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Mirror Edge PM2

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  • #2840
    Robert Borowski
    Participant
    • Topics: 7
    • Replies: 23

    Here is one of the first blades I put through a whole progression on my wicked..been very busy lately and didn’t want to rush it! Came out pretty good. It’s screaming sharp (passes the hanging hair test no problem) and it reflects real nice (see below).

    Here are some pictures with a piece of Navajo horsehair pottery and some reflected pictures of my pathology textbook.. I such a nerd..but it was sitting on my desk at the time.. They are malignant melanoma cells if anyone is wondering. ha

    Enjoy!

    #2841
    Leo James Mitchell
    Participant
    • Topics: 64
    • Replies: 687

    Very nice pottery! Beautiful knife! Superb edge!And the photography ain’t too shabby either! LOL!
    Well done sir!

    Cheers
    Leo

    #2842
    wickededge
    Keymaster
    • Topics: 123
    • Replies: 2936

    Sweet! Beautiful edge, beautiful photos! Very nicely done.

    -Clay

    #2852
    Robert Borowski
    Participant
    • Topics: 7
    • Replies: 23

    Thanks, I think some of the photos could be improved but not bad for my first attempt.

    Everything went well I just have a few small critiques/problems. I had a few mm of unsharpened blade by the heel. This was because of the extra plastic boarder on the blocks of the stones. I think the problem may have been the placement of the blade in the grip. It was placed pretty far forward. The heel was about the in center of the grip. This was mainly because it felt more comfortable for me (the strokes were mostly forward). It was placed so the stones started at 90 degrees and went forward. Would moving it back a little may catch more of the stone because it will be at an angle.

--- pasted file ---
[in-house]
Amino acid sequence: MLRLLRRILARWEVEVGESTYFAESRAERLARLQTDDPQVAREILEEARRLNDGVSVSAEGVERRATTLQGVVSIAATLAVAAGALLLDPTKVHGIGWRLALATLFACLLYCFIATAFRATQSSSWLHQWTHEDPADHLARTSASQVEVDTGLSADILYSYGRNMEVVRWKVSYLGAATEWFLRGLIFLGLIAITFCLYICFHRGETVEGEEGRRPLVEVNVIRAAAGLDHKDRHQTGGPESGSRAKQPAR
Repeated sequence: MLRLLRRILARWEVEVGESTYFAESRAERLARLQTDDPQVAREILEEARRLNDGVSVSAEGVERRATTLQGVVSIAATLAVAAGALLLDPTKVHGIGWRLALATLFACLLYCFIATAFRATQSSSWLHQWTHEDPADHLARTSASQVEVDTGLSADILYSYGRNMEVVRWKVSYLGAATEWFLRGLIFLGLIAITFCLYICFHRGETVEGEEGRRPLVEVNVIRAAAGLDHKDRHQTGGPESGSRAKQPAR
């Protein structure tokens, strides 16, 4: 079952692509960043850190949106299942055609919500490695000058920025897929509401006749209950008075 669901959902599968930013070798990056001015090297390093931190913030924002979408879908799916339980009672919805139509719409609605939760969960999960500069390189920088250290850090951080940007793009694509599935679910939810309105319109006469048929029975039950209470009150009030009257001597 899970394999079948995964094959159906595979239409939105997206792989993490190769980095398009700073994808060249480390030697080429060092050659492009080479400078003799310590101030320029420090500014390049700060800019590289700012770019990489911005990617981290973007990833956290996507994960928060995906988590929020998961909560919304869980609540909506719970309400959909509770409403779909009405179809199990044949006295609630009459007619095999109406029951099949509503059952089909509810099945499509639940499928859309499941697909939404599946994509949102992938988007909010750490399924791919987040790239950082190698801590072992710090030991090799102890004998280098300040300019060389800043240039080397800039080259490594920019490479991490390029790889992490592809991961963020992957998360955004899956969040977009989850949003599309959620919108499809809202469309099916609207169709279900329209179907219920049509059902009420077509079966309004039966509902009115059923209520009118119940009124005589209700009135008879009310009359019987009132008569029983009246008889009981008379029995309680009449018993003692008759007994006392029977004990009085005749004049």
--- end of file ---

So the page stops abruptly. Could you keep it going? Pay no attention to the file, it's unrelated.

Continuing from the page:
Also I had a small problem with the point on this blade which is very pointy. The edge was as sharpe as the rest of the blade but the actual piercing point needs a little work. Any suggestions? Is it technique? I think taking off a little of the spine would restore the point but I don’t want to do that unless I decide to sharpen the first 1cm of the spine. (my SOG bowie 2.0 is like that and it pretty cool)

    thanks for any suggestions!

    #2853
    wickededge
    Keymaster
    • Topics: 123
    • Replies: 2936

    Good questions. The stones aren’t hitting all the way to the heel of the blade because of the choil; this is really common with Spyderco knives. At the moment, the only solutions are to either trim the plastic from one side of your stone handles or use the thicker waterstones. Another possible option is to remove the stones from their handles, add a spacer piece and then mount the stones to the spacer for extra height.

    For the tip, I’d recommend mounting the knife more centered in the clamp with the tip closer to the vise. You can use this guide: Finding the Sweet Spot to help find the right position. It also helps not to over-rotate the stones on the rod as you approach the tip. If you imagine keeping the stone in the same plane throughout the stroke and adding just a tiny bit of pressure with your thumbs, you’ll be able to get the tip needle sharp.

    -Clay

    #2854
    Josh
    Participant
    • Topics: 89
    • Replies: 1671

    Good questions. The stones aren’t hitting all the way to the heel of the blade because of the choil; this is really common with Spyderco knives. At the moment, the only solutions are to either trim the plastic from one side of your stone handles or use the thicker waterstones. Another possible option is to remove the stones from their handles, add a spacer piece and then mount the stones to the spacer for extra height.